Album Review of Billy Crockett: Rabbit Hole
Billy Crockett opened the Kerrville Folk Festival’s main stage this year. He is widely revered within folk music circles. And, as I first discovered at a house concert in April and found confirmed by repeated listens to his newest album Rabbit Hole, he has as good a shot as anyone (and better than most) at making that leap into the broader public consciousness.
Billy’s voice is an original. It’s his calling card. It’s the perfect voice for a storyteller. While he often channels emotion via an exceptionally emotive vocalization a la Randy Newman, he does it with a voice that can be as smooth and able to hit big notes as Bob Halligan or Joshua Kadison. It’s a style that works well for him. I can picture Billy’s songs providing the narrative to a play or film, with Billy himself serving as the singing narrator. In fact, if there’s ever a remake of Rudolph the Red Nosed Reindeer, I’d nominate Billy Crockett for Burl Ives’ narrating snowman role.
With that in mind, Rabbit Hole is an engaging collection of folk paintings, with Billy’s voice serving as the paintbrush, or folk stories, as told by a master storyteller. And, though I hadn’t intended to mention each and every song when I initially planned this review, I found it impossible to leave even one out once I started composing the review, so here you go…
The title track kicks things off in a carnival barker-ish style that’s an instant attention-grabber. Indeed, Billy’s narrating the story as an Alice in Wonderland-ish Mat Hatter exploring things rabbit hole-related. It’s a unique song, an interesting journey, a great way to kick things off.
“Record Player” follows, with guitar-slapping syncopation, an emotional voice, a cheery rhythm, and a healthy dose of nostalgia. As a standalone track, I think this one is my personal favorite.
Forboding vocals, as hinted at on “Rabbit Hole,” return full on “On Your Way,” as if Billy’s lead and the backing Gospel-blues wails are warning of a gathering storm. It’s followed by the thoughtful “Drought,” with Billy’s wistful vocals painting a picture of drought, aided by carefully picked strings portraying raindrops.
As Billy moves around the big tent of folk styles and incorporates other influences, “Take Me” sports a bit of a Jimmy Buffett vibe, cheerful, playful, and relaxed. And, in an act of wise song placement, it’s followed by a soft song in the same vein, relaxed and happy, the mellow, comfortable “Almost Perfect,” replete with reminiscences and of the fortunate results of opportunities foregone.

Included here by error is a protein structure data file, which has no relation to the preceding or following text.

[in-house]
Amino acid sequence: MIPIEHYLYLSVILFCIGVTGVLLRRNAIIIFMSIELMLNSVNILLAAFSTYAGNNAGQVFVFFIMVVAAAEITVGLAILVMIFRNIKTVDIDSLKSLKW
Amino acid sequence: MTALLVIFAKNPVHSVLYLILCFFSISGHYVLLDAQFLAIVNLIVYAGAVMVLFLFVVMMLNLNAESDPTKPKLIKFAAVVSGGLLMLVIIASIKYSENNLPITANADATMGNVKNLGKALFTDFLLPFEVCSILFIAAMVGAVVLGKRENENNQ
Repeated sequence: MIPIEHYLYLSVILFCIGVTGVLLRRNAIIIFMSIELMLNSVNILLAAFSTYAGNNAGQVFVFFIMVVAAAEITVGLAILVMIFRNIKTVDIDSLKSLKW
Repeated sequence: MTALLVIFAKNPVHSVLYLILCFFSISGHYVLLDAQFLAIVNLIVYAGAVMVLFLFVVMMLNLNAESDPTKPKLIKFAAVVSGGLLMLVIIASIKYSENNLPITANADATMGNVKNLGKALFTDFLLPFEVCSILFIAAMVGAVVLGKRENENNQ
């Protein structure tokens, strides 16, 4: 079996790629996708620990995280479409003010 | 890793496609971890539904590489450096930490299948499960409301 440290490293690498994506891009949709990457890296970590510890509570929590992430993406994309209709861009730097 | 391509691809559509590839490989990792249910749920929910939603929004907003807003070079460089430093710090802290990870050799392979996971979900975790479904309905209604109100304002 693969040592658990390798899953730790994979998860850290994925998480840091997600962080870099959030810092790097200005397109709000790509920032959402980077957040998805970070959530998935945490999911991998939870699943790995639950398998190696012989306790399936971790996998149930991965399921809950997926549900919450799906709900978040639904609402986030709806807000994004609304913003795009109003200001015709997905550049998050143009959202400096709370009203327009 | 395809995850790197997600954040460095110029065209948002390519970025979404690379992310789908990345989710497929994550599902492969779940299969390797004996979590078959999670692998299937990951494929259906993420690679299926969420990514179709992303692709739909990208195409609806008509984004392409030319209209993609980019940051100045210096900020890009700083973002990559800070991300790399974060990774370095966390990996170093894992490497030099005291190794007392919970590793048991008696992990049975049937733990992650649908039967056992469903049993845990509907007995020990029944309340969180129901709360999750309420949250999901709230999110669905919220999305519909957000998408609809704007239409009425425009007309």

“Spare Me” utilizes an accelerating and decelerating vocal tempo and sorrowful tone, along with sparse guitar strumming, to draw the listener closer and bring tears to the listener’s eyes. If you can withdraw yourself from the song’s emotion enough to examine it, the song structure is as interesting as its content.
Fortunately, Billy doesn’t leave the mood low for long, as “That’s Something” is the next song up. Impossible to stay down in the face of this song’s building wave of cheerfulness, as powered by its upbeat music, it’s an ode to small pleasures and the subtle things at which to marvel in everyday life, if someone’s eyes are open to them. Remaining upbeat, he follows that with “Mavis,” an uptempo, groovy ode to Mavis Staples (and to civil rights).
Next up is an homage to family he barely or never knew, those family members before his time, who he never met or merely crossed paths with as a young child. “Ghosts” is a softly-strummed, detailed, comfortable spoken-sung story-song that will bring a lump to your throat, even though the song is about complete strangers – well, not to Billy. And if you don’t get completely choked-up when his father arrives at his dinner of ghosts, you’re not human. Such a powerful song.
The mood comes right back up with “Big Old World,” the album’s final track. Utilizing the one-phrase-flows-into-the-next vocal style, it’s a happy ditty encouraging exploration of the world outside, living life beyond your four walls. Indeed, after the roller coaster of emotions in Rabbit Hole, it’s a great one on which to end. Enjoy life because every day’s a gift. As is this album. Thanks, Billy.
Beginning to end, Rabbit Hole is a masterwork from a masterful singer and songwriter in the folk genre. So I’ll repeat that thanks to Billy for sharing it with the rest of us. Now it’s up to you, reader, to take a listen.
Well, if you can get out to see Billy Crockett perform live, you should. I saw him perform a couple months ago, as I reviewed in the Blog. He opened up the Kerrville Folk Festival as the first opening night performer on the main stage last month. At the time, I inquired of an old music industry friend in attendance if she’d be at his performance, and she replied “Of course. I wouldn’t miss Billy.” So don’t miss Billy.
At the moment, according to the “Shows” page on Billy’s website, he lists only six upcoming shows, the first more than a couple months away: Saturday, September 30 at Rolando Diaz Fine Art in Santa Fe, NM; Saturday, November 11th at Blue Sage Hall in Kerrville, TX; Sunday, November 12th at Kessler Theater in Dallas, TX; Saturday, November 18th at the Cactus Cafe in Austin, TX; Sunday, November, 19th at the Dosey Doe Big Barn in The Woodlands, TX; and Friday, March 9, 2018 (next spring!) at The Calgary Folk Club in Calgary, Alberta, sharing the bill with Perla Batalla. Check back to Billy’s website for more updates; he added three of those six shows between my first draft of this review and its publication date.